Sounds complicated, right? Not at all. Although far from mainstream, cat toilet training is gaining momentum and cat owners across the country are beginning to embrace the trend. But before you toss that box in the trash, there’s a few ways to tell if your cat is ready to take the leap into a litter-free lifestyle. Think Fluffy has what it takes? Read on.
1. Your cat is already litter-box trained.
OK, I know what you’re thinking: “Of course my cat knows how to use the litter-box” But the simple fact is, cats that already know how to use the litter-box can be reconditioned to use the toilet instead. That’s because cat toilet training utilizes your cat’s natural instincts to bury their waste to hide their scent from predators. During the training process your cat will learn to put its waste in water instead of in litter. Once your cat makes this transition toilet training becomes a breeze and – voila! Your cat is successfully potty trained!
2. Your cat is eager to please you.
Does your cat love making you happy? Whether she leaves the occasional “gift” on your doorstep or offers a warm nuzzle while you’re reading, cats who are eager to please are the purr-fect candidates for toilet training. After she learns that using the toilet pleases you, she’ll be happy to oblige!
3. You have trained your cat to do something in the past.
Does your cat come when you call them? Believe it or not, simple actions like responding to a voice command can help lay the groundwork for the toilet training process. After all, if your kitty already knows how to “follow the leader”, toilet training will be a breeze.
4.
Your cat is healthy.
This one might seem like a no-brainer, but healthy cats have a much easier time jumping up onto their new throne. Illnesses like arthritis or urinary tract infections can affect their ability to learn how to use the toilet, so sick kitties should stick to the box.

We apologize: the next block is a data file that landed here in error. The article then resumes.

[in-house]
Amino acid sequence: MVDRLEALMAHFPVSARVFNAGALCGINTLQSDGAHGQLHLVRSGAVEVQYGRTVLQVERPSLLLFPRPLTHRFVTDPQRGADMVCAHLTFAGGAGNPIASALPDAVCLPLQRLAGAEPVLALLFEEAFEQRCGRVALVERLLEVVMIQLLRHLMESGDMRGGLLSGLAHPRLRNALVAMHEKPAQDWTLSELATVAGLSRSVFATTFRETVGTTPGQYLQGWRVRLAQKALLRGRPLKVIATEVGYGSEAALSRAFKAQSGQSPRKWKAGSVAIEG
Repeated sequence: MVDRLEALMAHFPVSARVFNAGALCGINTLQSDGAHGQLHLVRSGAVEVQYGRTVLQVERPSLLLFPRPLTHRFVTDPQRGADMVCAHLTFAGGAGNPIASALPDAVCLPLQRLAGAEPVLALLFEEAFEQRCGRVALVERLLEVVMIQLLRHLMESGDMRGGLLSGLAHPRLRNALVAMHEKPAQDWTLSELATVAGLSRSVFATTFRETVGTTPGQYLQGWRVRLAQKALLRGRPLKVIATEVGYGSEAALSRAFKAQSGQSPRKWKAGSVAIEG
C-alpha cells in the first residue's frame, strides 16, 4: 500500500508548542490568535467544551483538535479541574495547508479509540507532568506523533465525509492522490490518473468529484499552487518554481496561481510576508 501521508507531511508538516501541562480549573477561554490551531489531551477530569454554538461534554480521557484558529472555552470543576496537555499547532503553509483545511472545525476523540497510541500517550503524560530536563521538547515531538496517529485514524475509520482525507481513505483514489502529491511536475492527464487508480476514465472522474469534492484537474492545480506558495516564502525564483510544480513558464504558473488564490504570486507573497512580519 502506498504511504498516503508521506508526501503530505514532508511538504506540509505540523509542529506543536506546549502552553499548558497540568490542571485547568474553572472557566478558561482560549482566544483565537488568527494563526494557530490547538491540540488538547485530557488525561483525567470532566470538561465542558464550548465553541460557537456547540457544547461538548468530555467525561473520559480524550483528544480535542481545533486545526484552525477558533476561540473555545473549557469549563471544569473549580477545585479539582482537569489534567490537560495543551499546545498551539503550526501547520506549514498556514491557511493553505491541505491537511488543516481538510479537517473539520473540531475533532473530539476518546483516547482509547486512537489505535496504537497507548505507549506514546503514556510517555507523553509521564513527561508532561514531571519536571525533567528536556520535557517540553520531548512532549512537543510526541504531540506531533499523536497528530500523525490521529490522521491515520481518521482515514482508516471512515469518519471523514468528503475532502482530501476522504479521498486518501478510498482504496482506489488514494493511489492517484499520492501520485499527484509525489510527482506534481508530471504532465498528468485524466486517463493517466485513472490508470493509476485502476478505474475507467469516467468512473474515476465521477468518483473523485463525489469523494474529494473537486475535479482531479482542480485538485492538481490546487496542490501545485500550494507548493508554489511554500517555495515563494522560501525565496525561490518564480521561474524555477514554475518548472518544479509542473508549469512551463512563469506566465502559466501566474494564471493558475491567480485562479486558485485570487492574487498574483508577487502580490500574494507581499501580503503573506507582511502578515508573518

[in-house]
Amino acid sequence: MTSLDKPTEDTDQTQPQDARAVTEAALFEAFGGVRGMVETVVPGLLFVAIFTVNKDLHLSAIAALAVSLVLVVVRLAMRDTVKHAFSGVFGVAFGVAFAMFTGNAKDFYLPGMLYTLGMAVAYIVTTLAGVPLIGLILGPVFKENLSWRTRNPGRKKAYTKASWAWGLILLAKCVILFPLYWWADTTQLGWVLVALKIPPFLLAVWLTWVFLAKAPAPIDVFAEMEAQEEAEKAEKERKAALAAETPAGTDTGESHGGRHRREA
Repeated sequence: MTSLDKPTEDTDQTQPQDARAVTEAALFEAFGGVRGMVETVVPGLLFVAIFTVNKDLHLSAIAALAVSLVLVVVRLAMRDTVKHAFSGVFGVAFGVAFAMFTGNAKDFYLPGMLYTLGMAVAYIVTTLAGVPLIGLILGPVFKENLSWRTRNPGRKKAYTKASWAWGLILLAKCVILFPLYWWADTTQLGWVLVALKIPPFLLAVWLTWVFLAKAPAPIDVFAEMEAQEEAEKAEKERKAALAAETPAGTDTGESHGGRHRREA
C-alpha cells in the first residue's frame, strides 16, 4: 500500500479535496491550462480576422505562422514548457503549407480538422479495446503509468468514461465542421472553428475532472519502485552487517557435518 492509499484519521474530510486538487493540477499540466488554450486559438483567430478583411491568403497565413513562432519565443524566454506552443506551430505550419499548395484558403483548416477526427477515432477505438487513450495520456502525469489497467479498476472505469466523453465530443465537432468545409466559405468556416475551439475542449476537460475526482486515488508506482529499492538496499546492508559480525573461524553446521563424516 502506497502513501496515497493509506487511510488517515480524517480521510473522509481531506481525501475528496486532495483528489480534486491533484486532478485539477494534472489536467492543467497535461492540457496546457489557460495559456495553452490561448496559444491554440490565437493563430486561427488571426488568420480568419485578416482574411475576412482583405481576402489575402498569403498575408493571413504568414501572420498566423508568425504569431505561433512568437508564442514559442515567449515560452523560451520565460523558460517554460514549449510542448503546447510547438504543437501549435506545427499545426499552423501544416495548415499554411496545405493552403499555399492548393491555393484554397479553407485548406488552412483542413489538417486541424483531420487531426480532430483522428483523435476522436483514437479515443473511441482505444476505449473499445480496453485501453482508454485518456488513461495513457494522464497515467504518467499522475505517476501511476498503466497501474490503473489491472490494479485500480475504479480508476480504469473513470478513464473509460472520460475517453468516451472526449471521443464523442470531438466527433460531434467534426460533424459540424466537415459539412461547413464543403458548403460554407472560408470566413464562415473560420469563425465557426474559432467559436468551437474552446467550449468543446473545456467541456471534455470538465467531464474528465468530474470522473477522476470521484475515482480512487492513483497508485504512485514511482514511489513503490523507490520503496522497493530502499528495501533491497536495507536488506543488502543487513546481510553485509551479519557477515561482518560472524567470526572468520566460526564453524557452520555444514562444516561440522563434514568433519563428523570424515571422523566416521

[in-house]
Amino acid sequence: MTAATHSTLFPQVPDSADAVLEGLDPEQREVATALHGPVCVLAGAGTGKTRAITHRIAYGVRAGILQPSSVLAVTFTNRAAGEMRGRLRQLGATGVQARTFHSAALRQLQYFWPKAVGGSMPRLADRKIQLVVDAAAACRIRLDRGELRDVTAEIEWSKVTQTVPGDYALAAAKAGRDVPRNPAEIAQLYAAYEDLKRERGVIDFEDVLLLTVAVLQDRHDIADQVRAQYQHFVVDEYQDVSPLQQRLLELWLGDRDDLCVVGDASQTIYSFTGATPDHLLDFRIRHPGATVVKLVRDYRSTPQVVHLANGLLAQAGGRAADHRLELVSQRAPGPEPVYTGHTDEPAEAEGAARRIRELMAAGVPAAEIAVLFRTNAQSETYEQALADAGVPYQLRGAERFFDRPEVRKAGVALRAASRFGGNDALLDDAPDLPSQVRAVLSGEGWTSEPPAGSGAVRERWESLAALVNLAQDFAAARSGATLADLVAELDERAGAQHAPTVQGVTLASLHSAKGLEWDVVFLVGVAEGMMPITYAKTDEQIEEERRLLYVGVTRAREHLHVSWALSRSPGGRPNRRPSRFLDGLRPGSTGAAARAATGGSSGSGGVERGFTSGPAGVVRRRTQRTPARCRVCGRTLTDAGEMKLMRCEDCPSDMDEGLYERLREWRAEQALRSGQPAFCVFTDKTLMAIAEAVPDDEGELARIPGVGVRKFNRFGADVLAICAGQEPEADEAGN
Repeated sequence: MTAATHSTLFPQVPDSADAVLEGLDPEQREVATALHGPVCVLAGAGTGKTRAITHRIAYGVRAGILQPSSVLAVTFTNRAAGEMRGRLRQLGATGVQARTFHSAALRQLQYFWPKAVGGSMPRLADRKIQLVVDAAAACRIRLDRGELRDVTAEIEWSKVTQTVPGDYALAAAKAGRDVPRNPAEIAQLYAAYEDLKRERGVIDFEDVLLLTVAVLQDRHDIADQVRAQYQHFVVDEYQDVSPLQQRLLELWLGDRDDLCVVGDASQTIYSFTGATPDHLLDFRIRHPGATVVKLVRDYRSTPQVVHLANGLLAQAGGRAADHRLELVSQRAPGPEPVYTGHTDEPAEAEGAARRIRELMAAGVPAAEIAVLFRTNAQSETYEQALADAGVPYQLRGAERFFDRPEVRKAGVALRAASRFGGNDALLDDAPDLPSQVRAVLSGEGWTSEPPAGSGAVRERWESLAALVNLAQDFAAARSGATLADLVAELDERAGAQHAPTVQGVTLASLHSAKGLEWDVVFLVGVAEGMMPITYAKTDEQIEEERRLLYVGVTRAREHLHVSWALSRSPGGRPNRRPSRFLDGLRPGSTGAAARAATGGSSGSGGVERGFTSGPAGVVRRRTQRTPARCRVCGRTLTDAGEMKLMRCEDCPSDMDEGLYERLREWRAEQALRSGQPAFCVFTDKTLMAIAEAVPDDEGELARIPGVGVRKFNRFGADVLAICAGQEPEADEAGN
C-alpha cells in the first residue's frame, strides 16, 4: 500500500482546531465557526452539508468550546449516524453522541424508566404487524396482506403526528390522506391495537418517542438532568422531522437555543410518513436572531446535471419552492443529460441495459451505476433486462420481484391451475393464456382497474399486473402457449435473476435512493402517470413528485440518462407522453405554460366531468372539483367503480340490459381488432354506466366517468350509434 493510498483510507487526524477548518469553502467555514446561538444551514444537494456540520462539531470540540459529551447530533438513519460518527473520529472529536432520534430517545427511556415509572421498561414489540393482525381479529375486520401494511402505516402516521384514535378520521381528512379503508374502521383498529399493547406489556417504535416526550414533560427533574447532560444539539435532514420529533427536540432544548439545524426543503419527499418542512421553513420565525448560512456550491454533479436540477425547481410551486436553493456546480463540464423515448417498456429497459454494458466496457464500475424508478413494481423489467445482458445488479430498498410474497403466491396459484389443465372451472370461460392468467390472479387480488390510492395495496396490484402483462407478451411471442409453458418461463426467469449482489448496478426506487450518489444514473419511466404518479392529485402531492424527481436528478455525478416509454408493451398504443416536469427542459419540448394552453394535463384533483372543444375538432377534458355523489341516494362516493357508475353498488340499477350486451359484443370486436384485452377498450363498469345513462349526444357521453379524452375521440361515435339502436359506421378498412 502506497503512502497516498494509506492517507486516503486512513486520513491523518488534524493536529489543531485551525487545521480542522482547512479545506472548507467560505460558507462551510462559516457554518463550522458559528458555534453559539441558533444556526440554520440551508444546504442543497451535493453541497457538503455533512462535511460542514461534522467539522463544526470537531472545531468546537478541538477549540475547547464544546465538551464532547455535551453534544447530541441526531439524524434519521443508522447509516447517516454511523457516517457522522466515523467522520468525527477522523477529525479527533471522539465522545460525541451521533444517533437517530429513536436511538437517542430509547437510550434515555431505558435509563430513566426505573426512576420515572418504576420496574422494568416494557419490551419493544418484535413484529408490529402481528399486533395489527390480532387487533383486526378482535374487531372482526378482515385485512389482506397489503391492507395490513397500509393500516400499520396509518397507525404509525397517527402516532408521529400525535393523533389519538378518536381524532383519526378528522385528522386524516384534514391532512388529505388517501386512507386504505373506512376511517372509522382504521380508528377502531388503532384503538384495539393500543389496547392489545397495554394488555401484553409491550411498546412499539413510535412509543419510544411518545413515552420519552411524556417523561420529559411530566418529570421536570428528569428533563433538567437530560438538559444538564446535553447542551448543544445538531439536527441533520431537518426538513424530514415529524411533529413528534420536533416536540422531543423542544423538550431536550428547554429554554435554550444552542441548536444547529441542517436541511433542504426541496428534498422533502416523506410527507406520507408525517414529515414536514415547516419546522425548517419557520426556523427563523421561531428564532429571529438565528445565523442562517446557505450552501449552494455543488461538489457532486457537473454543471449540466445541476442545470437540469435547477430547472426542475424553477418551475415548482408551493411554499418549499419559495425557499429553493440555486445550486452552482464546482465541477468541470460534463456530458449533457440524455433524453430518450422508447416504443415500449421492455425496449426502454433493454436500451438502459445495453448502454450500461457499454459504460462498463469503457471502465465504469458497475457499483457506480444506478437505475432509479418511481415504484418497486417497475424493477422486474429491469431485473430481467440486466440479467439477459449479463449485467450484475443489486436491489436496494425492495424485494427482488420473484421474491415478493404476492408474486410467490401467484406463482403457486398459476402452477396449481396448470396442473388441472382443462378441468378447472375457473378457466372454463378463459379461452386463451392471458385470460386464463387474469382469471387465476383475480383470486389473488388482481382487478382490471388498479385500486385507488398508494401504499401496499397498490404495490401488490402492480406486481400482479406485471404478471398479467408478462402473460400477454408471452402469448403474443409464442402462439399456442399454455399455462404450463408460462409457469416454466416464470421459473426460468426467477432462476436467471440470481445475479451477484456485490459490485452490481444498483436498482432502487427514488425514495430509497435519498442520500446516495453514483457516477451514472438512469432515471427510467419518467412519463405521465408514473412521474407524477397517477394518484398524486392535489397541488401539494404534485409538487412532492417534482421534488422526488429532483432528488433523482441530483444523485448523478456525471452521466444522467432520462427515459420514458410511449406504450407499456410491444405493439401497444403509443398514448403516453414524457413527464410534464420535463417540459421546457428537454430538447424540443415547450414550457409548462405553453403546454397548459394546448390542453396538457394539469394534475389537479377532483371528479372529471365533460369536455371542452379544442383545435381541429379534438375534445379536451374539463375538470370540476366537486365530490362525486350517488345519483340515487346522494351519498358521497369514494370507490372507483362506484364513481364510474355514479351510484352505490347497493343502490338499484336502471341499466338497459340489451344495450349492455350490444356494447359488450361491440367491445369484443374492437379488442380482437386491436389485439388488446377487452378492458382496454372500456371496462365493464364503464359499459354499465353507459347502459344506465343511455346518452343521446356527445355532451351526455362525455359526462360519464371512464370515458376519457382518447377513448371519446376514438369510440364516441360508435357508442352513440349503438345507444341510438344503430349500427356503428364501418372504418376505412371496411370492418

5. You know your cat.
Can you tell when your feline friend is having a rough day? If you’re like many pet owners, you’re probably very in tune with your cat’s feelings. This unique bond works as a positive force during the toilet training process. How? Cats will use body language to tell you if they are comfortable with a particular training step. When you pick up on these signals, both of you can work together to achieve a relaxed training pace. You’ll both feel satisfied when you work as a team!
Want to read more? Check out www.citikitty.com to read how to successfully toilet train your cat with the CitiKitty Toilet Training Kit.

Training Cats in Litter Box Use

Training Cats in Litter Box Use

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Cats are neat animals. They are also intelligent enough to be trained. Given those characteristics, it will be very easy for owners to teach their pets. Here are some tips to guide owners in training their cats to use litter boxes.

1. Cleanliness is a must for cats.

Sometimes, even if the cat is already trained in using litter boxes, the owner usually finds his pet urinating or defecating just a few inches away from the litter box. The cat wants to use the litter box, and this can be proven by the proximity of the waste to the litter box. However, because the litter box is dirty, the cat opted not to use it.

The point here is that cats prefer to expel body wastes on clean areas. So make it a point to regularly check if the litter box is always clean and ready for your cat’s use. The cleanliness of the area where the litter box is situated must also be checked frequently.

2. Cats do need privacy.

Do not expect your cat to defecate or urinate in busy areas because they also have the need for privacy. That is why most cats prefer to do their thing behind furniture, or in corners of rooms.

To solve the problem, place litter boxes in areas where cats would be less likely to be disturbed.

3. Cats must be comfortable in using their litter boxes.

Comfort is an issue in training cats to use litter boxes. If cats don’t find using litter boxes convenient on their part, why will they use it?